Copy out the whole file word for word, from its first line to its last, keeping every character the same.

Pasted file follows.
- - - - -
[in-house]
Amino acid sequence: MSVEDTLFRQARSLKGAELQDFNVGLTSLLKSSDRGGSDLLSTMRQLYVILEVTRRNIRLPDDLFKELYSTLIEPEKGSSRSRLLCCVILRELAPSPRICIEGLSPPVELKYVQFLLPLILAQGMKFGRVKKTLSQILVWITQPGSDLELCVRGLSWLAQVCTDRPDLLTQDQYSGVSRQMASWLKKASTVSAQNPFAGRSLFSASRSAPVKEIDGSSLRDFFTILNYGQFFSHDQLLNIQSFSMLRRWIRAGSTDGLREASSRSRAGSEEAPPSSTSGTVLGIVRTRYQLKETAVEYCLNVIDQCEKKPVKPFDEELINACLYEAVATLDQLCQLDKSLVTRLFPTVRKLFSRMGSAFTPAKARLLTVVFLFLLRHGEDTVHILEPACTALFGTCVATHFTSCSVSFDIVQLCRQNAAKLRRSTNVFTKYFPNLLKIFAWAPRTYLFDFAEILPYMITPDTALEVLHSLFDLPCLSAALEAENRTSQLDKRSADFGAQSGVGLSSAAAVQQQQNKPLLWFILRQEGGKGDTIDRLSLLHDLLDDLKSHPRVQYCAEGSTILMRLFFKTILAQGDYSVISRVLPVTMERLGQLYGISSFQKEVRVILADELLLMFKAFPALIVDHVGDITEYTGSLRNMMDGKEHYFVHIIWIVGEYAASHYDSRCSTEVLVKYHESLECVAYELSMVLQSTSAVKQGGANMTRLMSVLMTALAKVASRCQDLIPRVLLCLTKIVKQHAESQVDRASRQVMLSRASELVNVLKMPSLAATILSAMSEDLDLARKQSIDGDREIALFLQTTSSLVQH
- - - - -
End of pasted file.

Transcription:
[in-house]
Amino acid sequence: MSVEDTLFRQARSLKGAELQDFNVGLTSLLKSSDRGGSDLLSTMRQLYVILEVTRRNIRLPDDLFKELYSTLIEPEKGSSRSRLLCCVILRELAPSPRICIEGLSPPVELKYVQFLLPLILAQGMKFGRVKKTLSQILVWITQPGSDLELCVRGLSWLAQVCTDRPDLLTQDQYSGVSRQMASWLKKASTVSAQNPFAGRSLFSASRSAPVKEIDGSSLRDFFTILNYGQFFSHDQLLNIQSFSMLRRWIRAGSTDGLREASSRSRAGSEEAPPSSTSGTVLGIVRTRYQLKETAVEYCLNVIDQCEKKPVKPFDEELINACLYEAVATLDQLCQLDKSLVTRLFPTVRKLFSRMGSAFTPAKARLLTVVFLFLLRHGEDTVHILEPACTALFGTCVATHFTSCSVSFDIVQLCRQNAAKLRRSTNVFTKYFPNLLKIFAWAPRTYLFDFAEILPYMITPDTALEVLHSLFDLPCLSAALEAENRTSQLDKRSADFGAQSGVGLSSAAAVQQQQNKPLLWFILRQEGGKGDTIDRLSLLHDLLDDLKSHPRVQYCAEGSTILMRLFFKTILAQGDYSVISRVLPVTMERLGQLYGISSFQKEVRVILADELLLMFKAFPALIVDHVGDITEYTGSLRNMMDGKEHYFVHIIWIVGEYAASHYDSRCSTEVLVKYHESLECVAYELSMVLQSTSAVKQGGANMTRLMSVLMTALAKVASRCQDLIPRVLLCLTKIVKQHAESQVDRASRQVMLSRASELVNVLKMPSLAATILSAMSEDLDLARKQSIDGDREIALFLQTTSSLVQH